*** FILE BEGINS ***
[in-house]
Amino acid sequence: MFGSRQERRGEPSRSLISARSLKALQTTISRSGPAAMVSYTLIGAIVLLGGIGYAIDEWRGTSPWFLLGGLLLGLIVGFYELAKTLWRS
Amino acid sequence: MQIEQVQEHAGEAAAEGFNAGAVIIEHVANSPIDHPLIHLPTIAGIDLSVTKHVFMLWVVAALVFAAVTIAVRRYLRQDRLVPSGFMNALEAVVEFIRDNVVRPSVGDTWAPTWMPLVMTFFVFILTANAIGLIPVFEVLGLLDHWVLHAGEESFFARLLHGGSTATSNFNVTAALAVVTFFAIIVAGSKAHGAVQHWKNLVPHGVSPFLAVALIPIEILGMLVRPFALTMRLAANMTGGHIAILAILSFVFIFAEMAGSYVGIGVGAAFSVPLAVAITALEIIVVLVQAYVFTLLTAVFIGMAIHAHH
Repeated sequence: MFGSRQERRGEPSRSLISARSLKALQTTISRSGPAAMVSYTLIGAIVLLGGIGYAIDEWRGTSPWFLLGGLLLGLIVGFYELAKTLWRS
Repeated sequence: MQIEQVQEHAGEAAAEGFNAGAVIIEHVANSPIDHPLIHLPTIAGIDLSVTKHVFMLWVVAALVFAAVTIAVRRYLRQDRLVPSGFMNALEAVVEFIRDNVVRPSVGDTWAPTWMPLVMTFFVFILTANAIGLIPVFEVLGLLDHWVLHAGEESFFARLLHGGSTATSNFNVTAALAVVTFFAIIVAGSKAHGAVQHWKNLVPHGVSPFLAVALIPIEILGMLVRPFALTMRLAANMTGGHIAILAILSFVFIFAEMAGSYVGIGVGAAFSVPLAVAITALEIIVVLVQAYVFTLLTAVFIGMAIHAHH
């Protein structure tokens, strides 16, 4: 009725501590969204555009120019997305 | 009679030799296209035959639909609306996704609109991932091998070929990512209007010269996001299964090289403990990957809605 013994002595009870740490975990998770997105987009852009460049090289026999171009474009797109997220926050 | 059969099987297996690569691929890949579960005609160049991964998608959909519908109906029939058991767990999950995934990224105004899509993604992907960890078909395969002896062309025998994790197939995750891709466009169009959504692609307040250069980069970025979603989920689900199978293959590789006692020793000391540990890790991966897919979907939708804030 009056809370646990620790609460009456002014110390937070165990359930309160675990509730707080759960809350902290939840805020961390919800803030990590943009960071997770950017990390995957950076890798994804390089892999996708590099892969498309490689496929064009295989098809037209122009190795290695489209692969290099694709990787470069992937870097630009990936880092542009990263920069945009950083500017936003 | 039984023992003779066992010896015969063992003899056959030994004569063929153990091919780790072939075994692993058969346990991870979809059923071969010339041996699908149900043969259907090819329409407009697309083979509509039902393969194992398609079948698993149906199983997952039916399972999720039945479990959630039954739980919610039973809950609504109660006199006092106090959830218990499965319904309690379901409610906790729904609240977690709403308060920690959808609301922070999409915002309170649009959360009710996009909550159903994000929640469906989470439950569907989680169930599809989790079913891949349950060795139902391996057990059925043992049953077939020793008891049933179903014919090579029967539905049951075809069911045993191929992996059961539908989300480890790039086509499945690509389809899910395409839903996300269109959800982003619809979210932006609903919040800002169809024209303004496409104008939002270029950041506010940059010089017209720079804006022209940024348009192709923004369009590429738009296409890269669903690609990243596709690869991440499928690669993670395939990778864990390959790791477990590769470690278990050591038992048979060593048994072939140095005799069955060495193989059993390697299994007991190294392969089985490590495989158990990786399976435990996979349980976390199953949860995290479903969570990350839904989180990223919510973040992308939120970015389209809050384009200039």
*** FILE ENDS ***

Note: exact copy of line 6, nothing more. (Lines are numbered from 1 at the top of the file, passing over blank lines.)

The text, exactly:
């Protein structure tokens, strides 16, 4: 009725501590969204555009120019997305 | 009679030799296209035959639909609306996704609109991932091998070929990512209007010269996001299964090289403990990957809605 013994002595009870740490975990998770997105987009852009460049090289026999171009474009797109997220926050 | 059969099987297996690569691929890949579960005609160049991964998608959909519908109906029939058991767990999950995934990224105004899509993604992907960890078909395969002896062309025998994790197939995750891709466009169009959504692609307040250069980069970025979603989920689900199978293959590789006692020793000391540990890790991966897919979907939708804030 009056809370646990620790609460009456002014110390937070165990359930309160675990509730707080759960809350902290939840805020961390919800803030990590943009960071997770950017990390995957950076890798994804390089892999996708590099892969498309490689496929064009295989098809037209122009190795290695489209692969290099694709990787470069992937870097630009990936880092542009990263920069945009950083500017936003 | 039984023992003779066992010896015969063992003899056959030994004569063929153990091919780790072939075994692993058969346990991870979809059923071969010339041996699908149900043969259907090819329409407009697309083979509509039902393969194992398609079948698993149906199983997952039916399972999720039945479990959630039954739980919610039973809950609504109660006199006092106090959830218990499965319904309690379901409610906790729904609240977690709403308060920690959808609301922070999409915002309170649009959360009710996009909550159903994000929640469906989470439950569907989680169930599809989790079913891949349950060795139902391996057990059925043992049953077939020793008891049933179903014919090579029967539905049951075809069911045993191929992996059961539908989300480890790039086509499945690509389809899910395409839903996300269109959800982003619809979210932006609903919040800002169809024209303004496409104008939002270029950041506010940059010089017209720079804006022209940024348009192709923004369009590429738009296409890269669903690609990243596709690869991440499928690669993670395939990778864990390959790791477990590769470690278990050591038992048979060593048994072939140095005799069955060495193989059993390697299994007991190294392969089985490590495989158990990786399976435990996979349980976390199953949860995290479903969570990350839904989180990223919510973040992308939120970015389209809050384009200039």